US 5219130 A
A reel-locking device for a video cassette. One or more stationary teeth are positioned to engage corresponding teeth on the perimeter of the video cassette tape reel. When the video cassette is inserted into a recorder, the recorder causes the reel to be raised above the effective height of the stationary tooth to disengage the reel from the tooth and permit rotation thereof.
1. A cassette, substantially enclosing a length of tape for use in a video cassette recorder, the recorder including a device for engaging the cassette, the cassette comprising:
a housing having an upper wall and a bottom wall:
at least a first reel having a flange, said flange movable from a first vertical position, spaced a first distance from said bottom wall when said cassette is disengaged from said recorder, to a second vertical position space da second distance from said bottom wall when said cassette is engaged by said device for engaging, said second distance being greater than said first distance; and
stationary means for engaging said flange to lock said reel against rotation, said means having an effective locking height wherein said stationary means is disengaged from said reel when said reel is in said second position, said stationary means comprising at least a first triangular shaped member lying in a substantially vertical plane.
2. A cassette, as claimed in claim 1, wherein:
said flange includes at least one tooth along its perimeter; and
said stationary means is configured for engaging said flange tooth.
3. A cassette, as claimed in claim 1, further comprising means in said bottom wall for receiving a probe contained in a video cassette recorder.
4. A cassette, as claimed in claim 1, further comprising a guard wall at least partially surrounding said first reel, said stationary means extending inwardly from said guard wall.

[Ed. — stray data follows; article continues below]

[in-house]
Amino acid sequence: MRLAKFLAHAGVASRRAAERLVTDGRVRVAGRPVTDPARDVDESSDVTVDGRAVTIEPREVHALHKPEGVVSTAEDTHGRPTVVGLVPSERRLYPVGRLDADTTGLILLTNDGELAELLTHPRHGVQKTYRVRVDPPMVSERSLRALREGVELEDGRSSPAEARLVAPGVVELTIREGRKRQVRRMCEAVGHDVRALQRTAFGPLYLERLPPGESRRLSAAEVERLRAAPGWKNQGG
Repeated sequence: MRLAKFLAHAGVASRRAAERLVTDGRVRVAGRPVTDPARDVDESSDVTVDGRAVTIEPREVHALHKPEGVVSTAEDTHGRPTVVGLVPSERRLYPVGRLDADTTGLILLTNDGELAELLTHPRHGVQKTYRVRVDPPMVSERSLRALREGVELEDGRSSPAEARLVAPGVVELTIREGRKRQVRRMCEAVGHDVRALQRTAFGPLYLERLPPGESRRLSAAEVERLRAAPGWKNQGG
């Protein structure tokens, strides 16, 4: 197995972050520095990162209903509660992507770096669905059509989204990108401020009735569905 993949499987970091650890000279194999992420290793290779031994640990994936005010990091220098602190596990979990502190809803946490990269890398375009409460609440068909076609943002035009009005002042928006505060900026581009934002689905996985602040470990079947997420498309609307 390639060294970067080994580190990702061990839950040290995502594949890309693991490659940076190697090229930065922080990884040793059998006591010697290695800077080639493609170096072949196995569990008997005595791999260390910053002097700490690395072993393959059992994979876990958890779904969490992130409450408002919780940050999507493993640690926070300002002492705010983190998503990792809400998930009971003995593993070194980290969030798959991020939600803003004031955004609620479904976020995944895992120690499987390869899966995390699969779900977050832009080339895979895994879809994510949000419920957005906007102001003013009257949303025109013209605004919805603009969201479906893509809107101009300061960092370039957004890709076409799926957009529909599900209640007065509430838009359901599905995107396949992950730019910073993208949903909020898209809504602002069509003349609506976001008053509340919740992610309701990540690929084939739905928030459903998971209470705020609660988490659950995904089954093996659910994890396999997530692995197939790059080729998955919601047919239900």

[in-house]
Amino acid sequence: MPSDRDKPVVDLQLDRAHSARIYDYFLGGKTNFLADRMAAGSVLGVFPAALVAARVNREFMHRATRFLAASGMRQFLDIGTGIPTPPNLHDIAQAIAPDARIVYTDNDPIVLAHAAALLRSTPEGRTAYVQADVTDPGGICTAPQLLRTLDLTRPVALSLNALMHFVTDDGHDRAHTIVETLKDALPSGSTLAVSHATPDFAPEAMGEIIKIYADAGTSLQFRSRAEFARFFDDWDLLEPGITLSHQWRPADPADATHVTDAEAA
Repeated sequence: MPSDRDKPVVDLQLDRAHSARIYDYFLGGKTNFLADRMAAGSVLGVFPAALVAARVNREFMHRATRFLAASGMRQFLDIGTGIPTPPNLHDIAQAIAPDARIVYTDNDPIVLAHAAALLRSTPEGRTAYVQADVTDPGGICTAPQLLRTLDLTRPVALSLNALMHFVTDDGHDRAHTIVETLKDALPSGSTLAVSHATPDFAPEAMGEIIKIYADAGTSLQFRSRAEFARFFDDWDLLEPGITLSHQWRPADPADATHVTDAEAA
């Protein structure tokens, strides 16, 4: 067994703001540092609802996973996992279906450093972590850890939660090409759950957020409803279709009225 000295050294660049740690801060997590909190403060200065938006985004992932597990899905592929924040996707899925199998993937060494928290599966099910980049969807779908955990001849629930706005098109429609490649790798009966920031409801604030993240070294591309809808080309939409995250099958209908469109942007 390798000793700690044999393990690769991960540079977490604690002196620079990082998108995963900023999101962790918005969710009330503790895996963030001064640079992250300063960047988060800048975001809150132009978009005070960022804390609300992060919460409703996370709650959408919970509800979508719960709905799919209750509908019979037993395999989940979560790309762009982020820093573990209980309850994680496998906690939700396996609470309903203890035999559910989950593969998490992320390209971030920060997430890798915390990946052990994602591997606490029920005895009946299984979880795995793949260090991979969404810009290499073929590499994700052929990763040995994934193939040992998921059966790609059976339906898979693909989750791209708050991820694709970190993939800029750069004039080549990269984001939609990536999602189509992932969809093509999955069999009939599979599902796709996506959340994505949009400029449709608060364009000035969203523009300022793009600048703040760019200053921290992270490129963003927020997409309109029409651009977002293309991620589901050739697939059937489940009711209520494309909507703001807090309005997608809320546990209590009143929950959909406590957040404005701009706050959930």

5. A cassette, as claimed in claim 1, further comprising a second reel, wherein said means for engaging is effective to lock said second reel.
This is a continuation of application Ser. No. 07/713,538 filed Jun. 6, 1991, now abandoned, which is a continuation of application Ser. No. 07/457,991, filed Dec. 28, 1989, now abandoned.
The present invention relates to a video cassette and, particularly, to a mechanism for locking the hubs of the cassette when the cassette is not in use.
Video cassettes are well known for providing video tape in a package usable by a video cassette recorder. The tape included in a video cassette recorder is typically very lightweight and easily damaged or deformed. For this reason, video cassettes commonly include a mechanism for locking the hubs on which the tape is wound. The mechanism is intended to prevent rotation of the hubs and possible movement of the tape, while the cassette is not in use. Previously used hub lock mechanisms include those described in U.S. Pat. No. 4,512,534, incorporated herein by reference. Typical hub locks include movable tooth mechanisms which engage corresponding teeth arrayed along the perimeter of flanges connected to the hubs. When the cassette is inserted into a video recorder, a probe enters the cassette through a hole and engages the hub lock mechanism. The probe causes the hub lock mechanism to move in such a manner as to retract the teeth which engage the perimeter of the flanges, thus permitting rotation of the hubs.